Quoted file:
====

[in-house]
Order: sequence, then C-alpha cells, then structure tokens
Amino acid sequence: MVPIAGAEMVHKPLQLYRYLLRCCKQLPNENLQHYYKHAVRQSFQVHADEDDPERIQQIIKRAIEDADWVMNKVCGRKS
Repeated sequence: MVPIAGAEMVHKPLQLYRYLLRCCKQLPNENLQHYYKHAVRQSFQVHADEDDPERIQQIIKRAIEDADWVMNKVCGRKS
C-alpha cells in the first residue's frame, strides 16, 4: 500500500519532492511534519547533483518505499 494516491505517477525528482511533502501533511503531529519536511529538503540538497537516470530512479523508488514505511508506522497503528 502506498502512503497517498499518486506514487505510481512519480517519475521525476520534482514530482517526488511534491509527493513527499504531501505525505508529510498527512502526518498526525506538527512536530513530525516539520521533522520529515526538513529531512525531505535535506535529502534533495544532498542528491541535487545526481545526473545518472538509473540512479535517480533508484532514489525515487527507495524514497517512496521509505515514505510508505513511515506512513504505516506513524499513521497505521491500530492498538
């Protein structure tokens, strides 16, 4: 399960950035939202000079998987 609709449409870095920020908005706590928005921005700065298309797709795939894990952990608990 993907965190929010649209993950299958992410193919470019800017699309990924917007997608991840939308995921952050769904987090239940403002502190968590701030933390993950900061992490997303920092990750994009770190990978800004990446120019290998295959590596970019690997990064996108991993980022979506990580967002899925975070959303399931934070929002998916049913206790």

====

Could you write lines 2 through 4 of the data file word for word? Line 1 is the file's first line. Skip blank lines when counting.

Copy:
Order: sequence, then C-alpha cells, then structure tokens
Amino acid sequence: MVPIAGAEMVHKPLQLYRYLLRCCKQLPNENLQHYYKHAVRQSFQVHADEDDPERIQQIIKRAIEDADWVMNKVCGRKS
Repeated sequence: MVPIAGAEMVHKPLQLYRYLLRCCKQLPNENLQHYYKHAVRQSFQVHADEDDPERIQQIIKRAIEDADWVMNKVCGRKS